3D for GML: Point lights


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24.1 About light types

In a previous tutorial we have seen that GM6 allows you to create two types of lights: point lights and directional lights. In that tutorial, directional lighting was described as many points emitting light in one direction while point lighting was described as one point emitting many rays in all directions. The code we used for directional lighting looked like this:

//define light
d3d_light_define_direction(0, 0, 0, -1, c_white);

Index, direction and color of the directional light was defined using that code.

24.2 Defining point lights

Let’s take a look at the code to define a point light:

d3d_light_define_point(<index> ,<x>, <y>, <z>, <range>, <color>)

It should be apparent that this code is different from the directional lighting code. Again, point lights are numbered using an index (number). And yes, a color is set (last value in the code). But this time no direction is set. In stead, a location is set. This means point lights are located in one point, hence the name: point lights. The code defines a light with a certain index at a certain location using a particular color. But what about the range value? If you think about it, directional lights are endless. Every object in the 3D world is affected by the light, no matter where it is located. Not so with point lights; emitted light is limited to a distance. This distance is set by the range value. Drawn objects beyond the distance set by the range value are out of range and are not lit by the point light.

24.3 Creating point lights

Lights are not objects. To create a point light, first create a light object, for example: obj_light. In the Create event of this object, put the code that defines the light. Maybe in an initialisation script called init_light, holding code that looks a little like this:

d3d_light_define_point(id, x, y, z, 256, c_white);

The id of the light object will be used as the index of the light defined. Same goes for the location of the light, the light will be defined at the same location. If you want to move the light, you will need to define the light again using this same code (above). Remember, you’re only defining this light in the Create event. If the light object moves, the light will still be defined at the starting point.

24.4 Drawing lights

Point lights in GM do not look like anything. They have no shape. In fact, they are invisible. While at first this might seem strange, it is actually a good thing. It allows for creating of ambient or creative lighting. In a real movie or theater set, it is always a matter of hiding lights from the camera and/or viewers. In a virtual set lights can be placed at impossible locations without disturbing the scene. Sometimes you will want the player to see the light object itself. You could use a drawing code in the Draw event, something like:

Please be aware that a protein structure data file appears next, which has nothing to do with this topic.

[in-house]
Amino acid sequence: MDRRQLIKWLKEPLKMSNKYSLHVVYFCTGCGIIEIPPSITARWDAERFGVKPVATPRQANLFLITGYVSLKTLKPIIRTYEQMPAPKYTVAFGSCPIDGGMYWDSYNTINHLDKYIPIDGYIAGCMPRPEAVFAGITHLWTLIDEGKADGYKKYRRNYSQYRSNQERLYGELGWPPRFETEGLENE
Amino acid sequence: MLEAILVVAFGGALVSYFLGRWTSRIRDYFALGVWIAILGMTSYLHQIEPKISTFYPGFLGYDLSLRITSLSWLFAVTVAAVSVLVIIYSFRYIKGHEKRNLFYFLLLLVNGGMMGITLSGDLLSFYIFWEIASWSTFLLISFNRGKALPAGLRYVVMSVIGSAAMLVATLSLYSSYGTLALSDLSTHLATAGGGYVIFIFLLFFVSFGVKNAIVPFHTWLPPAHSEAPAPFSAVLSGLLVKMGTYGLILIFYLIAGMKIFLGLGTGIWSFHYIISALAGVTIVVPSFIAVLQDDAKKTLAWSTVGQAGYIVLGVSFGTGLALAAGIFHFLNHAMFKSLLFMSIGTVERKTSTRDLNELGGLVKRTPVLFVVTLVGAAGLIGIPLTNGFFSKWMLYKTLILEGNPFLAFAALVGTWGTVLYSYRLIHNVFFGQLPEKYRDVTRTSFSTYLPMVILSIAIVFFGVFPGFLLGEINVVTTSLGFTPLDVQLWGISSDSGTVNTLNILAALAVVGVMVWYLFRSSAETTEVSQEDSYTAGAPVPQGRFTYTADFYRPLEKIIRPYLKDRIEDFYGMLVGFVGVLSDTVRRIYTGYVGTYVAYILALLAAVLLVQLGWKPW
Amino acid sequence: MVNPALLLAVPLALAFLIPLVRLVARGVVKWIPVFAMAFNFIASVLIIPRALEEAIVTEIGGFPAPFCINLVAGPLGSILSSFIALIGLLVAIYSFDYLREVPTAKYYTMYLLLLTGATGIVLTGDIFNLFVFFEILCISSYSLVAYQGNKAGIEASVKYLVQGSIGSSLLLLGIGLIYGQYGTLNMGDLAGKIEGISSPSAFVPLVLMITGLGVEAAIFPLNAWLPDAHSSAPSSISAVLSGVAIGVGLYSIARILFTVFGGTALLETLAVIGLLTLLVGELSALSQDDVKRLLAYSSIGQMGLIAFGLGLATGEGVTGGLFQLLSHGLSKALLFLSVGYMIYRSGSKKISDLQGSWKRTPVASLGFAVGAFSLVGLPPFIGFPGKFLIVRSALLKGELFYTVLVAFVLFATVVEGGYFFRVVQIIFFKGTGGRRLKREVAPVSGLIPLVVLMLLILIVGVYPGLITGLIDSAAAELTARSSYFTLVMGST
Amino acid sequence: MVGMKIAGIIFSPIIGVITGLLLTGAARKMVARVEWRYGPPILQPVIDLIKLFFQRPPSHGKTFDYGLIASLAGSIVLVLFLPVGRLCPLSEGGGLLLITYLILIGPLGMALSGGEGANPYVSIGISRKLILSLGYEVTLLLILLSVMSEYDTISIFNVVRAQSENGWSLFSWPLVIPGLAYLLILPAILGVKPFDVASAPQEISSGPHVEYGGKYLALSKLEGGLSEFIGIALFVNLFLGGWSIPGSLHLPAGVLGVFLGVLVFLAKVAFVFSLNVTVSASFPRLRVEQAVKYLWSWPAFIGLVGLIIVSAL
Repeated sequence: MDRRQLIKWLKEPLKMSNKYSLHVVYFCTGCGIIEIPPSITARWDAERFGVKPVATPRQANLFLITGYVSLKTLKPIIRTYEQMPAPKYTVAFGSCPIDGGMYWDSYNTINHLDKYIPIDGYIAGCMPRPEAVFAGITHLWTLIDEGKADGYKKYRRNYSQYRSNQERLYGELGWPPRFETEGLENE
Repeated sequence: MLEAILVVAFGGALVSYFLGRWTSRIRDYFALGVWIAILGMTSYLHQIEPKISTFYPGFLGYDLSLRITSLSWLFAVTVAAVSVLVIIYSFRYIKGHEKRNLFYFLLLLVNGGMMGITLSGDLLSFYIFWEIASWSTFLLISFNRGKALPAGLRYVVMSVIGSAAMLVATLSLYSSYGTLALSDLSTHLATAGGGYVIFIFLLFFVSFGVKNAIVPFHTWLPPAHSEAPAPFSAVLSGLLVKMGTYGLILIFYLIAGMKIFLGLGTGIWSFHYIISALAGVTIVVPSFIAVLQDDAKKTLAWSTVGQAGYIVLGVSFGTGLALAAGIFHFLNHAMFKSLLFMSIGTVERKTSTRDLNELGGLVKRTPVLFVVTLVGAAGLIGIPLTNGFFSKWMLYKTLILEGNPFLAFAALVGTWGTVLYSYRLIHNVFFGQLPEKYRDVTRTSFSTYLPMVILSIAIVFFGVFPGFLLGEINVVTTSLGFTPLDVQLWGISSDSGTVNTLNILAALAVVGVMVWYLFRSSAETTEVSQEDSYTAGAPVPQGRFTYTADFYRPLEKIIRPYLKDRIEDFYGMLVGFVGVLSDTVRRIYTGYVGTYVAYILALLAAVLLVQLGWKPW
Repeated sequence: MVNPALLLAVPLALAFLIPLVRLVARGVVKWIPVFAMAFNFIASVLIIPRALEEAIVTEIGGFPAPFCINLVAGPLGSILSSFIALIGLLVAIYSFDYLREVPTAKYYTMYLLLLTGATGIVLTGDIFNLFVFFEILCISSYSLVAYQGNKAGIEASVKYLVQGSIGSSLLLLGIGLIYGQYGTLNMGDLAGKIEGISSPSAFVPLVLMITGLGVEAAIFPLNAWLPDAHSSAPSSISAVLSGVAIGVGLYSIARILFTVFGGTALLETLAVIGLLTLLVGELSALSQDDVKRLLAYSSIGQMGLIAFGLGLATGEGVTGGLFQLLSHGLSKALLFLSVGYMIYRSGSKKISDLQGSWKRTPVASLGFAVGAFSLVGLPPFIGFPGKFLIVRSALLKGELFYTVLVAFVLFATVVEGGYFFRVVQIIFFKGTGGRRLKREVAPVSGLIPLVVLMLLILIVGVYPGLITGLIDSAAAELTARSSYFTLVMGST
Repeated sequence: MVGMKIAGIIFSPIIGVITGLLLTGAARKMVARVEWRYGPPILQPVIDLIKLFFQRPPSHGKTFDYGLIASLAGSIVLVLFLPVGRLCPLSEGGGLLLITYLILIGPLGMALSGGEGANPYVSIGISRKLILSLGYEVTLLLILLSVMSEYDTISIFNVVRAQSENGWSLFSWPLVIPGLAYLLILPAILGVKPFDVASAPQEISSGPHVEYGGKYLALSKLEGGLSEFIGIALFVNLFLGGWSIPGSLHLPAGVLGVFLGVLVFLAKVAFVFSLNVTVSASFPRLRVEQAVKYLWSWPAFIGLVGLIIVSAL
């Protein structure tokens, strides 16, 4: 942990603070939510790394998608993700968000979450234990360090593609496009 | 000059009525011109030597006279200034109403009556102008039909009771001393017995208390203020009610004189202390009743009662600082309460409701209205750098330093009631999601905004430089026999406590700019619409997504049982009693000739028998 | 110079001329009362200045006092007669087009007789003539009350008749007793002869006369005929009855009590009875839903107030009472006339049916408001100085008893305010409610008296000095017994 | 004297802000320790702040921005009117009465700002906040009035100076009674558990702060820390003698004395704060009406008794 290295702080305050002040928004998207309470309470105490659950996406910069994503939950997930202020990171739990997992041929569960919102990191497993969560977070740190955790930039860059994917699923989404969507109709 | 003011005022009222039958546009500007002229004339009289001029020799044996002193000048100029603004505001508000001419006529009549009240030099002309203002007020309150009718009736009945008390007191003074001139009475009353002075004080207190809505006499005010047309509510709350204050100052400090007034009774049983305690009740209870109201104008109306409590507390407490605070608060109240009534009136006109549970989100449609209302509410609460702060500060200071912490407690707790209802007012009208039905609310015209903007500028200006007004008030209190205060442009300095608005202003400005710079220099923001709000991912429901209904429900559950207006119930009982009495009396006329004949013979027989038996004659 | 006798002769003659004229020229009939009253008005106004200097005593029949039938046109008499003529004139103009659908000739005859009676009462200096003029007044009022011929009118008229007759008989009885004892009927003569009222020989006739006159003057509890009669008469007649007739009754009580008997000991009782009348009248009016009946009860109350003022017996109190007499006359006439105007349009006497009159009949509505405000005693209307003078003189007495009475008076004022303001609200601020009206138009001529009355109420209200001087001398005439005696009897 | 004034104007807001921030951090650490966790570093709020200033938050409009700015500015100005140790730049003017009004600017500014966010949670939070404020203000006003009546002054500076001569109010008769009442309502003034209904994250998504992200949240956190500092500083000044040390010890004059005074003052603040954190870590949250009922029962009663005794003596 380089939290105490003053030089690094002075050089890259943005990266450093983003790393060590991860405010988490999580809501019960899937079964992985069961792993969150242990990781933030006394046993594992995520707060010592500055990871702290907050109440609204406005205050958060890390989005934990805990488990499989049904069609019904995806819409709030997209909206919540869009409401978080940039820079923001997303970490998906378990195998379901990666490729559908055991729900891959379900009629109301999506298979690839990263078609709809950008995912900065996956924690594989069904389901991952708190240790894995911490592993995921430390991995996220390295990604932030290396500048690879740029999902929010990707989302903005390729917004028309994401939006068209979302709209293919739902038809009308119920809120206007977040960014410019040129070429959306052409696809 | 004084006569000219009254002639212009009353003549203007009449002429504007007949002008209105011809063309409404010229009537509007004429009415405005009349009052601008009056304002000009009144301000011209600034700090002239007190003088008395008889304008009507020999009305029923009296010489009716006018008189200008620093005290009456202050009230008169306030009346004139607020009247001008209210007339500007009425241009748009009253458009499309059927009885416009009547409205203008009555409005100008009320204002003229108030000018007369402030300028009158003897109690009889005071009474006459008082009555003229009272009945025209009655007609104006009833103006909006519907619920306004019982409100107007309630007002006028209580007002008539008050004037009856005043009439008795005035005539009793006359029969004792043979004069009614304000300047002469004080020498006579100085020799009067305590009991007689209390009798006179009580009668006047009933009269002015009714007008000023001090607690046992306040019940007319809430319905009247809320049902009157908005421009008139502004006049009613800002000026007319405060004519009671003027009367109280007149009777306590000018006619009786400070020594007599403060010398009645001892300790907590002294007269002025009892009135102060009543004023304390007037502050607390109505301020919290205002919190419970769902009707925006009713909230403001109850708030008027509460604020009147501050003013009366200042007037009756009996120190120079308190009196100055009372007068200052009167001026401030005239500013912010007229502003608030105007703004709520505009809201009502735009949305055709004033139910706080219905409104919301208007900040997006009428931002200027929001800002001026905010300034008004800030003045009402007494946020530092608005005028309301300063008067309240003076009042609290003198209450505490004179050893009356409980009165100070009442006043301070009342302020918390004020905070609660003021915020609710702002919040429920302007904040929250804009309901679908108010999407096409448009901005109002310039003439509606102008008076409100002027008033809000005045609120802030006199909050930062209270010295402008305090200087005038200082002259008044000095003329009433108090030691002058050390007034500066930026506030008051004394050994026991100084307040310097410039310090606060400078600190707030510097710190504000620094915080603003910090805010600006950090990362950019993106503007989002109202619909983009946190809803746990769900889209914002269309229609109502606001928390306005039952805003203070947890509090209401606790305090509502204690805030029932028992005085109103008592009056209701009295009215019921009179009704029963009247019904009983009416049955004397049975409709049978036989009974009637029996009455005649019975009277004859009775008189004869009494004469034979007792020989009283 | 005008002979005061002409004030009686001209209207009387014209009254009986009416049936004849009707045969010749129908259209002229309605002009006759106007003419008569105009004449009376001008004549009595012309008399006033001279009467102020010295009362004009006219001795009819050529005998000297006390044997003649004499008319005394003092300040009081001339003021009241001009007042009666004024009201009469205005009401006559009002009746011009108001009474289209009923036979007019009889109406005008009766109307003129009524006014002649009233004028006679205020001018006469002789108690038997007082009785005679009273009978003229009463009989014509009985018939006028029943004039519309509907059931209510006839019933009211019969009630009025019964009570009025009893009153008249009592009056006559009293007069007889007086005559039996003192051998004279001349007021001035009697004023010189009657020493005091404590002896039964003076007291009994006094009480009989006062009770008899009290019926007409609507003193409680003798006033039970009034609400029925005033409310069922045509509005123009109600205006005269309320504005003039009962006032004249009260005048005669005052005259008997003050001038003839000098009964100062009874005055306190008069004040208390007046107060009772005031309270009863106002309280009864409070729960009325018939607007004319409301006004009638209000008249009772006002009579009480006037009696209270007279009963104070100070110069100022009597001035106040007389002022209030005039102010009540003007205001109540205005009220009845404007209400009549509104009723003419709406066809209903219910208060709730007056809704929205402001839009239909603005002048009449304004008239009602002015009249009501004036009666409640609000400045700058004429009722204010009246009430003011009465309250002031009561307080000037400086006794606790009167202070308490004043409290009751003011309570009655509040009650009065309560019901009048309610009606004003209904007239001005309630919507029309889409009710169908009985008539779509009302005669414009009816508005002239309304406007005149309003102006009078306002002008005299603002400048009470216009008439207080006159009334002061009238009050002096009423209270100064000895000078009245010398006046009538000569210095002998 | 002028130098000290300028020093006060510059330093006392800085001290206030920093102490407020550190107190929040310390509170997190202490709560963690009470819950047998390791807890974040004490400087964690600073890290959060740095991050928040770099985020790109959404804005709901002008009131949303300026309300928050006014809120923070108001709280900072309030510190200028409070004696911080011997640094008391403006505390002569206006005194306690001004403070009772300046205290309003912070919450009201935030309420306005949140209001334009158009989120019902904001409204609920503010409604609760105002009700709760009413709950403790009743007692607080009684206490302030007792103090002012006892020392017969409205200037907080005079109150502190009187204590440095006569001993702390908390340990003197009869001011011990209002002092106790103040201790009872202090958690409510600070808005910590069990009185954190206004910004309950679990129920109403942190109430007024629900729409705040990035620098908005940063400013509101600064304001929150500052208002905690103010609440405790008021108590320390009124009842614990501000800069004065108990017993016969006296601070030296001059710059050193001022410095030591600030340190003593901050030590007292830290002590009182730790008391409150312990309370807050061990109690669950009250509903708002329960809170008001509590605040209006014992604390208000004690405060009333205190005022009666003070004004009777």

d3d_draw_ellipsoid(x-2, y+2, z-2, x+2, y-2, z+2, tex, 1, 1, 16);

This draws an ellipsoid that represents the light object, without it being affected by lighting itself. It will appear as an always bright object, so to speak. Most importantly, do not use the d3d_light_define_pointcode in the draw event unless you have to. Only define when you need to change things like position, range or color. That is when you will want to use the light definition code.

24.5 Enabling and disabling lights

Not much different from lights in the real world , lights in GM need to be switched on before emitting light. The light switch in GM looks like this:

d3d_light_enable(id, true);

This will switch the light on, allowing it to emit light. The index of the light object is used here, as you can see. So, if you have defined light number 0, use this as an index. Each light is numbered. You can use any number. We use the id of the light object as an index for the light itself. To switch a light off, use:


This will allow you to switch a light off, in otherwords: disabling it. This is not the same as destroying the light. It’s simply hitting the switch, like in real life. If you have used a light object to define the light, destroying the light object will not undefine the light. In other words: point lights are not destroyed when the object that created the light is destroyed. Lights are not objects. So, be sure to disable the light using the code d3d_light_enable, and then destroy the object. It might look something like this:

d3d_light_enable(id,false);     //disable light
instance_destroy();             //destroy light object

24.6 Using lighting and shading

Now, about the master switch. You can define lights all you like but none of them will work if lighting itself is disabled. It’s lik ehaving boats in a dried out lake. To fill the lake, use:

d3d_set_lighting(true);         //use lighting

This will enable lighting for the whole game. Sometimes you will want to switch lighting off temporarily if you do not want something to be affected by lighting (see: 24.4 Drawing Lights). Finally, a word about shading. Shading is creating smooth surfaces for drawn objects when lighting is used. To set shading to true:

d3d_set_shading(true);          //smooth textures when lit

Usually you will want to use shading when lighting is used because it looks so much better. Much more can be learned about lights and lighting.Next time!

All rights reserved. Copyright © 2004 by John J.A.H. Weeren. Unauthorized use or reproduction, whole or in part, without written permission from the author is strictly prohibited. This page is part of the tutorial 3D For GML. Reproduced with permission. For more information, please see the talk page.

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